I go out running every other day or so. After a while all of the runs blend together into one stream of pounding feet and burning air. I often run the same routes at around the same time on the same days a fixture. My body anticipates the release of energy.
In each thirty minute bouts a lot can happen and a lot can go unnoticed beneath the drone of sneakers smacking the concrete. Sometimes the sun shines so brightly and the wind does not show up at all. The heat dries out and creases cracks across my lips. The sweat works overtime and comes in smearing lines from top until it leaks to the bottom. On the hottest days it even seeps into the socks. The run becomes longing for the next stretch of shade. Sometimes a penetrating pain roars across one of my sides and I’d like to slow down. When my mind is pliable and my body insistent enough, I do.
There are those few days when it feels like the stare of slick sunrays is a sickness I am fighting. In those stretches I become obstinate. I don’t want to give an inch to the angry weather. The running form I had half learned across several semesters running cross country full unravels. It is raw, repetitive violent movement between me and the ugly muscle cramps the heat brought along. A cramp can feel like so many things. It can gnaw on the side like a wolf deep into the shank of a lamb or it can punch like an embittered rival pushed over an edge. It can even stab with the vigor of a fencer, precise and sharp where each tack lands. There’s no beating it fully. I can only transfer it to the track below and pound out a quicker path.
Running can chew through your deodorant and ruin your scent. It can cut your breath into bursts and kill your sound. It can shake your stomping legs, scrunch up your arms, and bend your back until your stature falls too. Running can make you ugly, but there are days where it is beautiful too.
On the right day, the wind blows merciful and the sun doesn’t outshine the shade. Strides become longer than usual, feet feel lighter than usual. Drips of sweat cool the skin in small doses, and gentle rushes of wind peel back the harder layers of the heat. On those days, I could look up in the sky and not mind my feet at all. I could keep eyes on the treetops and watch sturdy oaks tremble at the extremities. I could absorb the full blue sky and feel like I was swimming through a sea of air. I’d say hello to every neighbor and smile at all the dogs they were walking.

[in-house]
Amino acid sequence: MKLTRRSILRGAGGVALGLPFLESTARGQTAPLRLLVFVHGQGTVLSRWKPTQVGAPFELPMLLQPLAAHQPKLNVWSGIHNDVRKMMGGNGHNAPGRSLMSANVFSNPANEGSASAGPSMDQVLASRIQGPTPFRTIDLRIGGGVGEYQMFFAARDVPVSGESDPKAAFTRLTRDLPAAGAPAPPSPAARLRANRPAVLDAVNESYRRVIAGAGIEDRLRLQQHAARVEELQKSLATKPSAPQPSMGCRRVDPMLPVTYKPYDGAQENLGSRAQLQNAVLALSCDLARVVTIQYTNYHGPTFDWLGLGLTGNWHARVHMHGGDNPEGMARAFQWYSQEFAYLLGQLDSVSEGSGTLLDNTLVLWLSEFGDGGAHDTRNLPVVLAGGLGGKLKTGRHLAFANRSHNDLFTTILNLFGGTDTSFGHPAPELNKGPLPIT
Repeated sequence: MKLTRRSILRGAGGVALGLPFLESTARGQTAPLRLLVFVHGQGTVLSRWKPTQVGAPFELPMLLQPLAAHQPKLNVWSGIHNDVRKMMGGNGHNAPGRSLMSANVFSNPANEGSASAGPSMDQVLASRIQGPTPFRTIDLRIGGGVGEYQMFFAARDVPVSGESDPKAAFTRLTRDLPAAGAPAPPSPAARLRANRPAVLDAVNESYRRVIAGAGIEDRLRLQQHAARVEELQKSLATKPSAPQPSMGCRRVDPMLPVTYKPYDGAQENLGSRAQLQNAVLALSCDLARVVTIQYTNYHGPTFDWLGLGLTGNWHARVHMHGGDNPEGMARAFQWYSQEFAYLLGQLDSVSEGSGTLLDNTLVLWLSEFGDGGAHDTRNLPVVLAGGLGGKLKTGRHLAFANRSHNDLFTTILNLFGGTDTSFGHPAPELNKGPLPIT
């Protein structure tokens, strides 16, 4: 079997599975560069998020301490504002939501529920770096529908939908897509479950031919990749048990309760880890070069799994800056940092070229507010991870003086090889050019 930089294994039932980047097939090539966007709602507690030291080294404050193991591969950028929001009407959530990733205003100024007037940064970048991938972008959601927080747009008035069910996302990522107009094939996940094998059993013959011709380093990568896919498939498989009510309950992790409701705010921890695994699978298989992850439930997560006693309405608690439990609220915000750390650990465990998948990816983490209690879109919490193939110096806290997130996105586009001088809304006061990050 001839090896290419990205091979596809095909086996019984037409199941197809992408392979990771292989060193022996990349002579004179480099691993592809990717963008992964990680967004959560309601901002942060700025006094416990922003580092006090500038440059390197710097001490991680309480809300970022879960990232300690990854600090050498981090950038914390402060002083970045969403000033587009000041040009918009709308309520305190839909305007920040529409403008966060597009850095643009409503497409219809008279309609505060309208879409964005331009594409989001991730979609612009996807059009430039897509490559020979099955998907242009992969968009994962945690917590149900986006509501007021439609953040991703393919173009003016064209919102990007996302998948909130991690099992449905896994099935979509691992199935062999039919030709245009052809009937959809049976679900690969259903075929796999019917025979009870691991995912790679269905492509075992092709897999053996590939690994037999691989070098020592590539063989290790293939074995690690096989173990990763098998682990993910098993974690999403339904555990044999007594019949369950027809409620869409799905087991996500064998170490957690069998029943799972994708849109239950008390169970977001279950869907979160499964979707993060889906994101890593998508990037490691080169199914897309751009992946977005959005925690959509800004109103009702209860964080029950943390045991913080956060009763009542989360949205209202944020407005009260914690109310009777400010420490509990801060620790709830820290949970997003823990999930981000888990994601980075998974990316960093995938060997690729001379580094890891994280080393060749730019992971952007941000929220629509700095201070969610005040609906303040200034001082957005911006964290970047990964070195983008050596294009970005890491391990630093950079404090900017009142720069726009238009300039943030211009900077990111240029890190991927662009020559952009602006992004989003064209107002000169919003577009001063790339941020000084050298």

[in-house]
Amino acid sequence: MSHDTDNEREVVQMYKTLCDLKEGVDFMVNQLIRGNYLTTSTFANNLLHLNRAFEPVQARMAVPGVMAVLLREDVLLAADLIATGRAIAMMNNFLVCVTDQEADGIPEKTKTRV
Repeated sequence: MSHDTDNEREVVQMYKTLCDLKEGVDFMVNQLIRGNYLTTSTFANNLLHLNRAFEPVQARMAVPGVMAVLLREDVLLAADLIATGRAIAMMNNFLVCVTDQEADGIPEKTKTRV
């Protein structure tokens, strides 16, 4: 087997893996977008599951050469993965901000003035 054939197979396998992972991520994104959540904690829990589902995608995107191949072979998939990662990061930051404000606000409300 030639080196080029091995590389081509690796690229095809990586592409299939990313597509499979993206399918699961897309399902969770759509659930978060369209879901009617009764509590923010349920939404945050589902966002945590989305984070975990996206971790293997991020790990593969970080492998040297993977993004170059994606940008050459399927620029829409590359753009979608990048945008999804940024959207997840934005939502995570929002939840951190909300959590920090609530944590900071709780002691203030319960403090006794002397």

I wonder if it is those days I run for. In the back of my mind a voice tells me I won’t live longer for sucking in sick city air and bashing my ankles up against grey concrete. That voice speaks in harsh whispers of my budding addiction to the beta endorphins spinning across synapses. When I run it’s the sound that twists my daydreams into demons hounding at my heels. And when those words really set in I wonder if I run to dodge those demons. I wonder if I am running to be a better coward.
I don’t think it is as much as that, though it can feel like it is even more. It can feel like each step is over a threshold. When the whole wide sky stares down and bleeds ugly heat into my skin, I’d think it was a forge refining the iron inside me. So many dreams of dramatic action sparkle inside my skull and I’d swear there wasn’t a person in front of or behind me at all. Everything had faded and I finally fought myself into being the person I ought to be. The glowing image of some forgotten glory I could reclaim blasted in the back of my mind. When all that happens I wonder if I am chasing and lusting madly for something. I wonder if I am running to be a better person.
All that droning noise can drown out a lot of what happens in those thirty minute bouts. In all the wondering it is easy to miss the slick and neat trim of my shoelaces gliding along the edge of my fingers as I pull the shoe to fit my foot tight. The burning sensation of stretching hamstrings, calves, and quadriceps can fly under the radar. So goes the scratchy inhales and exhales of all sorts of air from the free and clean to the gaseous exhaust exiting cigarettes and tailpipes.
There’s a deep and resounding language in all that physical motion. Give your breath enough attention and you can catch blood cells oxidizing every step. Tuning into each step, it becomes clear how well your form fits your body and your shoes fit your feet. Falling completely into the sound around you reveals the power of the uptempo in your music, and the draw of the downtempo of city streets and sleepy neighborhoods. When I lean into every breath, step, and sound of a run, I don’t think I am running for the language in my head. When I am running, I don’t think the pontificating means much at all.
~Austin R Ryan